2019, Jan. 24-26: Liver Pathology: Translating a World of Colors into Clinically Relevant Pathology Reports
Jan. 24-26, 2019
17 CMEs / 17 SAMs
The microscopic pattern of liver biopsies for non-neoplastic diseases has changed with increasing emphasis on steatohepatitis, fibrosis regression and drug-induced liver disease. The reasons for these changes (based on consultative cases at several large medical centers) include classification of an hepatic pattern of injury, primary biliary cholangitis, fatty liver disease, autoimmune hepatitis, etiology of cirrhosis and transplant pathology (unpublished data). Among the neoplastic cases, hepatocellular carcinoma, cholangiocarcinoma/metastatic adenocarcinoma and hepatocellular adenoma are the leading areas that cause problems in diagnosis for practicing pathologists. Advances in radiologic techniques facilitate targeting smaller lesions, necessitating judicious use of immunohistochemistry. In the last few years, characteristic molecular changes have been described in a variety of liver tumors and are increasingly being used for diagnosis. Take advantage of this fantastic mentoring opportunity to study liver interactively with experts who can improve your performance and enhance your practice. You should consider taking this course in contiguity with Twists and Turns of Problematic GI Pathology and How to Find Your Way Out!, directed by Dr. Gregory Y. Lauwers, H. Lee Moffitt Cancer Center/University of South Florida, January 27-30, 2019.
- Formulate pattern diagnosis for hepatitis and biliary diseases, and narrow the differential diagnosis based on clinical features
- Recognize liver infections and common features of liver involvement in systemic diseases
- Obtain appropriate immunohistochemical stains for focal nodular hyperplasia, hepatocellular adenoma and hepatocellular carcinoma
- Distinguish benign and malignant biliary proliferations on biopsies and frozen sections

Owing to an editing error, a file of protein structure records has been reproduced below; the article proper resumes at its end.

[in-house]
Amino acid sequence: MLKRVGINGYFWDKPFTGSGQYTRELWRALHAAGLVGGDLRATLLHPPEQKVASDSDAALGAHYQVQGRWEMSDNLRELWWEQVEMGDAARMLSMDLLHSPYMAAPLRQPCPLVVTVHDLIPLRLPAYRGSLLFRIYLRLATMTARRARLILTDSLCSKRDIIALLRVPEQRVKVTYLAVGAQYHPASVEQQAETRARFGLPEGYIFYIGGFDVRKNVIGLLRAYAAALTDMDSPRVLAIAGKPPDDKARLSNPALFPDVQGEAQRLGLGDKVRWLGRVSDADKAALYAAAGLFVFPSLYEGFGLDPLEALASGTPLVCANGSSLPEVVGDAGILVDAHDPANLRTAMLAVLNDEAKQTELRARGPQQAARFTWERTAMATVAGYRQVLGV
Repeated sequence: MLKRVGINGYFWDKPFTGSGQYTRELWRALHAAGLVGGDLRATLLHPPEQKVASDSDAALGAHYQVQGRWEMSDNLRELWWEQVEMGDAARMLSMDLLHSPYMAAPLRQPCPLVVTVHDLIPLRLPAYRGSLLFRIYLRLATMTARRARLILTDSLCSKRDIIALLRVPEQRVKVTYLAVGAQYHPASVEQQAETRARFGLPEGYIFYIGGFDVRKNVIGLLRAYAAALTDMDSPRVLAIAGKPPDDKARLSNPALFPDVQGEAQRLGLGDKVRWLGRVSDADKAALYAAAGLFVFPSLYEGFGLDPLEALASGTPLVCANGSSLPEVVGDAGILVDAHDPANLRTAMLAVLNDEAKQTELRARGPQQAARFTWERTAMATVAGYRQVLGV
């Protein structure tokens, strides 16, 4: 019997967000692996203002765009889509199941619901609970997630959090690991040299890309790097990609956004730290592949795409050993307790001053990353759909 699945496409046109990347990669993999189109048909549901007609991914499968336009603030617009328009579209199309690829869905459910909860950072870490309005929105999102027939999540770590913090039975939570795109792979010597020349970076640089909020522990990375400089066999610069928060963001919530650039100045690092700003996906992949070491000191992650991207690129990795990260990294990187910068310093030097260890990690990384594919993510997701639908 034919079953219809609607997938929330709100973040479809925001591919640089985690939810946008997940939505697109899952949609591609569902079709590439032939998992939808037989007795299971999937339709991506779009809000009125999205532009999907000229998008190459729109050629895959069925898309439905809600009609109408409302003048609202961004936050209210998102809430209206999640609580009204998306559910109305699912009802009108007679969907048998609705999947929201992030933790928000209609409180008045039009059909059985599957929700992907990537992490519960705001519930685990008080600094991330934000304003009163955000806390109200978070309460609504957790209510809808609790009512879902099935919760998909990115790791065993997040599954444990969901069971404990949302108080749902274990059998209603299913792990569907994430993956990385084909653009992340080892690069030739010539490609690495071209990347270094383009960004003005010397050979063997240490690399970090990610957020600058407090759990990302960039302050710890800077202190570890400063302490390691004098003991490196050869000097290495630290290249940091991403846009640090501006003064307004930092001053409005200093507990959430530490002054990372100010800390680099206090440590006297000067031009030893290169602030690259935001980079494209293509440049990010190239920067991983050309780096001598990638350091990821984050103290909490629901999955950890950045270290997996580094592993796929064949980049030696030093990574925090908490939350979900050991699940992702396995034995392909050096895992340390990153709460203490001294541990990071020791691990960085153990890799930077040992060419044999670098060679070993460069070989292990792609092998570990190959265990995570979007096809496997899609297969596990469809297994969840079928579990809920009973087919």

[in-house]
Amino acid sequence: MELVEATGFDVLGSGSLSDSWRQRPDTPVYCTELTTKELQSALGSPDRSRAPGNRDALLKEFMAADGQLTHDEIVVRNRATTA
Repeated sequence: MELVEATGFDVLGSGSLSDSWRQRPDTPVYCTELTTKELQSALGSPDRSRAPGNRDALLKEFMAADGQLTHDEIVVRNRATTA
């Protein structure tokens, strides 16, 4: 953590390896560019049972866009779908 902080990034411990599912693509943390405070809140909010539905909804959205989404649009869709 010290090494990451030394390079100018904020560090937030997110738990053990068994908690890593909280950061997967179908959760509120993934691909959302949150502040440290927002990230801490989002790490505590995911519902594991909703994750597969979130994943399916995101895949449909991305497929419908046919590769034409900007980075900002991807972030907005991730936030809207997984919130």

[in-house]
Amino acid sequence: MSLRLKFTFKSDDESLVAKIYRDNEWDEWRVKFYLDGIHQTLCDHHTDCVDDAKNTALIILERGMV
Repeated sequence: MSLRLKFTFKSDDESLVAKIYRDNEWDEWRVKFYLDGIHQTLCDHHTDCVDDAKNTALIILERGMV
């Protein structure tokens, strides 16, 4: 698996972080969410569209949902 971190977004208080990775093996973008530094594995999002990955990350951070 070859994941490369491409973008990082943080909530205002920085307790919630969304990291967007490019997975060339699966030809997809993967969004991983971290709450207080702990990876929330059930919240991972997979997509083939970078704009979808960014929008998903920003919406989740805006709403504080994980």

Sanjay Kakar, M.D.
University of California, San Francisco (UCSF)
- Dhanpat Jain, M.D.
Yale University School of Medicine
- Laura W. Lamps, M.D.
University of Michigan Hospital
- Michael Torbenson, M.D.
The United States and Canadian Academy of Pathology is accredited by the Accreditation Council for Continuing Medical Education (ACCME) to provide continuing medical education for physicians.
The United States and Canadian Academy of Pathology designates this live activity for a maximum of 17 AMA PRA Category 1 Credits™. Physicians should claim only the credit commensurate with the extent of their participation in the activity.
USCAP is approved by the American Board of Pathology (ABP) to offer Self-Assessment credits (SAMs) for the purpose of meeting the ABP requirements for Maintenance of Certification (MOC). Registrants must take and pass the post-test in order to claim SAMs credit. Physicians can earn a maximum of 17 SAM credit hours.
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For cancellations received on or before one month before the event, a $50 administrative charge will be due. After that date, cancellations will be assessed an administrative charge of 25% of the total registration fee. There will be no refunds for cancellations after one week before the event.
The Academy is not responsible for travel expenses incurred as a result of an event cancellation.